Teachers may have an instinctive distrust of commercial practices, but might they not bring benefits to classrooms?
A HEAD of department buys an online curriculum package, with face-to-face support, from a school with a similar intake. A school with "serious weaknesses" buys in consultancy from a self-improvement service owned by several local schools.
A rural school purchases the franchise to run a post office threatened with extinction. A learning mentor buys cheaper childcare from a school-based creche, and increases her hours.
These practices are already emerging, but a clause in the recent Education Act, allowing schools to create, invest in or take over limited companies to provide education services, should give licence to and stimulate the growth of such transactions.
This development should be supported. First, the massive micro-economy of the education world is like a leaky bucket - money flows in and straight out again. If just a small proportion of the additional billions promised by the Treasury were recycled around schools, this could make a massive difference to education funding.
Second, the emergence of a school-to-school market could prove a terrific professional development tool. Schools have always been notoriously poor at sharing best practice. The selling of such practice may appear to go against the spirit of teacher collegiality, but could actually rebuild collaboration, especially if schools establish joint ventures to sell or procure services.
Third, money sets you free. For all the talk of "earned autonomy", the best way to liberate yourself from central control is to find alternative, additional income streams. Generating revenue can give schools the cash to be creative, assertive and subversive.
True, successful schools can get richer, but profits will be reinvested. Education policy should never be designed to prevent good schools from flourishing, unless such success harms other schools.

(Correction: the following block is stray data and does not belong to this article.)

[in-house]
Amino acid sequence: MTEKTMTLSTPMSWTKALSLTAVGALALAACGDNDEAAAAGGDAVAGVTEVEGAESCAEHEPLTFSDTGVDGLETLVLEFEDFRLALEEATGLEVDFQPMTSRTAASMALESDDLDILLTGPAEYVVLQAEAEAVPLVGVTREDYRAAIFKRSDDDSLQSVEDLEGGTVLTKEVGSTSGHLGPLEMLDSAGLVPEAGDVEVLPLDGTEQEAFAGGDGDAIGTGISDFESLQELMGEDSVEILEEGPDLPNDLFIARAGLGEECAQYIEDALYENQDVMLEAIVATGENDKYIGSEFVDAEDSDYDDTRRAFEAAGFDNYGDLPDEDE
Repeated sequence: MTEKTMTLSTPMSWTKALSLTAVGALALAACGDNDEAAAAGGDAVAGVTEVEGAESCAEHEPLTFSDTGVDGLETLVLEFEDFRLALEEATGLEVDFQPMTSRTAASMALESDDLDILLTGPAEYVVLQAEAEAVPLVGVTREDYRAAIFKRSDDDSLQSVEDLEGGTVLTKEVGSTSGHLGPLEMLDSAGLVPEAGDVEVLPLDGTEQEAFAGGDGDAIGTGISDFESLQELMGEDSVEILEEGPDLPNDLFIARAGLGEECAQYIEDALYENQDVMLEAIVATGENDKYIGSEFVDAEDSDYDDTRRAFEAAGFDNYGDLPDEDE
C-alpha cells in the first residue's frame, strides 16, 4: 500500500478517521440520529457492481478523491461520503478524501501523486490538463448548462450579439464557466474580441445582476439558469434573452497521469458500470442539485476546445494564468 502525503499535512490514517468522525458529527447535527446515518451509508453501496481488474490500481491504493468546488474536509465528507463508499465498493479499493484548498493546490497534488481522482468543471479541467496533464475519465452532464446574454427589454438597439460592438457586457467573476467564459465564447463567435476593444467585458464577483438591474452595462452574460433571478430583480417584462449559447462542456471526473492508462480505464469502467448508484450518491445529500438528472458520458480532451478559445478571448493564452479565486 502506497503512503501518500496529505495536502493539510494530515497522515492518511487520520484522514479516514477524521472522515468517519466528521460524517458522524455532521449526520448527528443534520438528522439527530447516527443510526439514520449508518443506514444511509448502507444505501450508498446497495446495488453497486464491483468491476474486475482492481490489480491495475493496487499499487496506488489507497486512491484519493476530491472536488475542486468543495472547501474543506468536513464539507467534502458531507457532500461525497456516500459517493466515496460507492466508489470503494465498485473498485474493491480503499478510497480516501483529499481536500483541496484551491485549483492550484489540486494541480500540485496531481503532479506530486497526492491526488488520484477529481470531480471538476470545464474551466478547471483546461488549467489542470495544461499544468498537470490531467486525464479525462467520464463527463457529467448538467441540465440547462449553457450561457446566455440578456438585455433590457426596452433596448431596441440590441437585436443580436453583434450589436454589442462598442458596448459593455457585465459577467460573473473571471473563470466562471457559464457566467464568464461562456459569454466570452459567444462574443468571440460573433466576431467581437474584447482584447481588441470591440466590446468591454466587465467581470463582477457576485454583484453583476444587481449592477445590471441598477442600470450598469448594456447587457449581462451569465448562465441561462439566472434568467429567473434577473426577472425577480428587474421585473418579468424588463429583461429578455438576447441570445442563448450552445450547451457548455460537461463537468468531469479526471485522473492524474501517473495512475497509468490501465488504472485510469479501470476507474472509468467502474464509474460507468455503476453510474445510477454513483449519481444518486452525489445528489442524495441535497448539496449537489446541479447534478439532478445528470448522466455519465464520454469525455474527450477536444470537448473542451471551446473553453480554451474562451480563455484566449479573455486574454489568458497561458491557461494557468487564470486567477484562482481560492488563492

The way to address inequities is through fairer funding and admissions policies, not through stifling enterprise. The development of a school-to-school market may only be ethical at a time when significant extra spending is being committed to schools. Like other fundraising, schools should never be expected to rely on such income to carry out their core responsibilities.
Finally, there are fears of the market ethos undermining educational and social values. Yet, school companies can be deliberately constituted to enhance such values.
As well as being not for profit, schools could establish mutuals, at arms-length from political control, but not controlled by private external shareholders. They may, however, involve greater participation and control from parents and pupils. Indeed, they may prove just the start of a process that reconstitutes public services as self-governing public interest companies - free from the restless (and generally centralising) whims of transient education officials.
The devil will be in the as-yet-unpublished details, the regulations that will outline borrowing requirements, the supervisory role of the local authority, and how school budgets might be ring-fenced from company failures.
If school companies are to be genuinely innovative, some failures are inevitable. There is a case for schools being unable to spend any of their delegated budgets on these ventures. Instead, there could be a pump-priming role for the Department for Education and Skills's new innovation unit.
We should not fear the growth of a thriving school-to-school market but welcome the ways in which it could set schools free from the blanket weed of Whitehall control.
Joe Hallgarten is senior education research fellow at the Institute for Public Policy Research. For information about IPPR's work on the school-to-school market, email j.hallgarten @ippr.org.uk